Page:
(Can I just observe as an aside that I think Sean Bean has a weakness for wearing breastplates and/or chain mail? Seriously: Odysseus in Troy, Boromir in The Fellowship of the Ring, Zeus, and Ned Stark in the upcoming adaptation of A Game of Thrones on HBO. Does his agent put these scripts in the “automatic yes” pile?)

So, Percy Jackson and the Olympians is a little glitzier in its casting, but still pretty solid. And it looks pretty good too, and doesn’t seem like it’s taking itself too seriously:

I’ve been idly thinking lately about a trend in which science fiction is waning and fantasy is waxing—at least, that seems to be the consensus on a handful of literary blogs I follow, confirmed by book sale numbers. I did a public lecture last term about the conservative and regressive tendencies of fantasy as a genre (one of the many things I neglected to blog about), and will be rehashing that it in a guest lecture for our Masters in Humanities program in February. That fantasy is trending up and SF down is an interesting phenomenon at the present moment, and these Olympian films would seem (on the surface) to correspond to this tendency.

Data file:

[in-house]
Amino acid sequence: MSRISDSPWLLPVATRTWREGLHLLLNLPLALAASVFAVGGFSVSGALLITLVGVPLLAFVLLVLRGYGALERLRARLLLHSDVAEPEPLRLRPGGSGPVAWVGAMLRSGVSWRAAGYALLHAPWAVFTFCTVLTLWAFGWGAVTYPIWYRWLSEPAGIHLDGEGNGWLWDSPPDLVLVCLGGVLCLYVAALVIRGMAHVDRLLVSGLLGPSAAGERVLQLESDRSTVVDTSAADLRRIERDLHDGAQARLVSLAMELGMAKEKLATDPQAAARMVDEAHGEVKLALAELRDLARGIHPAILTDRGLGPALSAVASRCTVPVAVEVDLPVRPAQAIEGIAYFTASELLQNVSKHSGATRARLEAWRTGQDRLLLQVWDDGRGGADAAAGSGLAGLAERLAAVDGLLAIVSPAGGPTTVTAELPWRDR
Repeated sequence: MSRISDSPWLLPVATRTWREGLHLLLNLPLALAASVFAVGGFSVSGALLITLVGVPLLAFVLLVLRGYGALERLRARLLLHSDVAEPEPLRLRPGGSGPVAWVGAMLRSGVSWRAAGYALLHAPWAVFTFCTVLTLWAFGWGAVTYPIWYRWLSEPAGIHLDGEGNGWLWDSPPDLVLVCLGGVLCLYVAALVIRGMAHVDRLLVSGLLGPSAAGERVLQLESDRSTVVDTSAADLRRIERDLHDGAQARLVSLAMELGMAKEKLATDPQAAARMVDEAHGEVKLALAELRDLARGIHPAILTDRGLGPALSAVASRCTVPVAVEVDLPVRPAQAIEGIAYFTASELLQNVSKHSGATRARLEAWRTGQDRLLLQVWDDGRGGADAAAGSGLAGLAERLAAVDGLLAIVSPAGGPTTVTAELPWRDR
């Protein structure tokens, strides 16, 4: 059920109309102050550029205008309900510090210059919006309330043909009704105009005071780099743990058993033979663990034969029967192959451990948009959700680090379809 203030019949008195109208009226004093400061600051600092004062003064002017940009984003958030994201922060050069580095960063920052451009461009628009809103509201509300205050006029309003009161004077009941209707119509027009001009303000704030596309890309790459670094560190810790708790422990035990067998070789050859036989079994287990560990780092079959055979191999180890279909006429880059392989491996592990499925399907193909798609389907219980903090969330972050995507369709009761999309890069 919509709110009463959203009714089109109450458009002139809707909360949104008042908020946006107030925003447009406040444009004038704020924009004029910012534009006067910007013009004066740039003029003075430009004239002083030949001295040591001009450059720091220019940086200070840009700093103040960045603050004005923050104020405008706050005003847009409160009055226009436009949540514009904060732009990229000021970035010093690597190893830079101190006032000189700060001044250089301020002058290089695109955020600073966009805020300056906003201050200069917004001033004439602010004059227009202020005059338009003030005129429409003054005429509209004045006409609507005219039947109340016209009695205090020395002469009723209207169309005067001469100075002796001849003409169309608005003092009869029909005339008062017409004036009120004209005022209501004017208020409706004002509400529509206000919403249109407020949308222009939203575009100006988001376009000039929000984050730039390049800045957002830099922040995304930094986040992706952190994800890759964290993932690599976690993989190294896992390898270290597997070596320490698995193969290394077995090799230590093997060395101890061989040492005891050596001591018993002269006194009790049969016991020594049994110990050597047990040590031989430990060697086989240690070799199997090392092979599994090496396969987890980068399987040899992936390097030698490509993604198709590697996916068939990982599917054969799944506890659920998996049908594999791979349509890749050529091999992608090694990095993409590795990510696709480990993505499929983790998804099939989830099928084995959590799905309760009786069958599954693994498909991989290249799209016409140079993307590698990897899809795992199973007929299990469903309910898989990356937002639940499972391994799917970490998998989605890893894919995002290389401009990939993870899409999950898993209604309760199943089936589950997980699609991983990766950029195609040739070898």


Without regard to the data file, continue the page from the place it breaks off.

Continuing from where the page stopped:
My thoughts on this are still somewhat inchoate, and I’ll return to this topic in the future. One suggestion I will make however is that part of what we’re seeing is a disenchantment with technology—not so much in nihilistic terms, such as marked the post-WWI generation, but in terms almost of boredom. I think there’s a certain sense that technology has caught up to, and indeed in some ways surpassed, the imagination of the future. The golden age of SF up through the 60s and 70s was largely enamoured of technology and science’s potential, something epitomized by Star Trek’s utopian vision; what we’re seeing now, however, is increasingly dystopian or militarized SF (think the new Battlestar Galactica), as well as an interesting trend in “literary” fiction to appropriate the trappings of dystopian SF while stubbornly resisting the label (such as Margaret Atwood’s latest offerings, and The Road by Cormac McCarthy).

Again, these are just early thoughts. Does anyone else have any ideas about this trend?

Thursday, January 14, 2010

The best television series of the aughts

The end of the decade kind of surprised me—in the sudden welter of top ten lists for movies and music and what have you, I suddenly realized that ten years had elapsed since we celebrated the end of the millennium. And in spite of my love of lists, I find myself ill-equipped to compose many of the usual suspects: I have seen not nearly enough film in the last ten years to do a best films list; I suppose I could do a best fiction list, but it would be woefully incomplete, absent the dozens of novels that were published that I did not read (ironically, because I was reading too much); and my musical tastes sort of calcified in the mid-late 90s.